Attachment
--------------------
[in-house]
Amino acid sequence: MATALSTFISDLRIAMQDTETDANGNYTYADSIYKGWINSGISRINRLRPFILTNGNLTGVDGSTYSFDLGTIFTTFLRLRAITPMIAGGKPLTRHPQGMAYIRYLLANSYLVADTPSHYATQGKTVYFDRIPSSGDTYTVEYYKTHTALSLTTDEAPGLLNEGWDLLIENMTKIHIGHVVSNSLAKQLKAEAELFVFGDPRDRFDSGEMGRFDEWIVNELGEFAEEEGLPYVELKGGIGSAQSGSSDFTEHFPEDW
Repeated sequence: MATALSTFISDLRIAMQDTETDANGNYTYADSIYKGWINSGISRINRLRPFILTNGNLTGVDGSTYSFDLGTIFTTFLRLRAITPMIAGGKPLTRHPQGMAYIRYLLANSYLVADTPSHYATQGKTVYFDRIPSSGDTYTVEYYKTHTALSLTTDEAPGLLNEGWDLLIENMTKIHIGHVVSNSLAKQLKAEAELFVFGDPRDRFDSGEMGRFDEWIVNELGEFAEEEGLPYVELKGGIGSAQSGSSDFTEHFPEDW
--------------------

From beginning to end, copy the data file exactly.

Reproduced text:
[in-house]
Amino acid sequence: MATALSTFISDLRIAMQDTETDANGNYTYADSIYKGWINSGISRINRLRPFILTNGNLTGVDGSTYSFDLGTIFTTFLRLRAITPMIAGGKPLTRHPQGMAYIRYLLANSYLVADTPSHYATQGKTVYFDRIPSSGDTYTVEYYKTHTALSLTTDEAPGLLNEGWDLLIENMTKIHIGHVVSNSLAKQLKAEAELFVFGDPRDRFDSGEMGRFDEWIVNELGEFAEEEGLPYVELKGGIGSAQSGSSDFTEHFPEDW
Repeated sequence: MATALSTFISDLRIAMQDTETDANGNYTYADSIYKGWINSGISRINRLRPFILTNGNLTGVDGSTYSFDLGTIFTTFLRLRAITPMIAGGKPLTRHPQGMAYIRYLLANSYLVADTPSHYATQGKTVYFDRIPSSGDTYTVEYYKTHTALSLTTDEAPGLLNEGWDLLIENMTKIHIGHVVSNSLAKQLKAEAELFVFGDPRDRFDSGEMGRFDEWIVNELGEFAEEEGLPYVELKGGIGSAQSGSSDFTEHFPEDW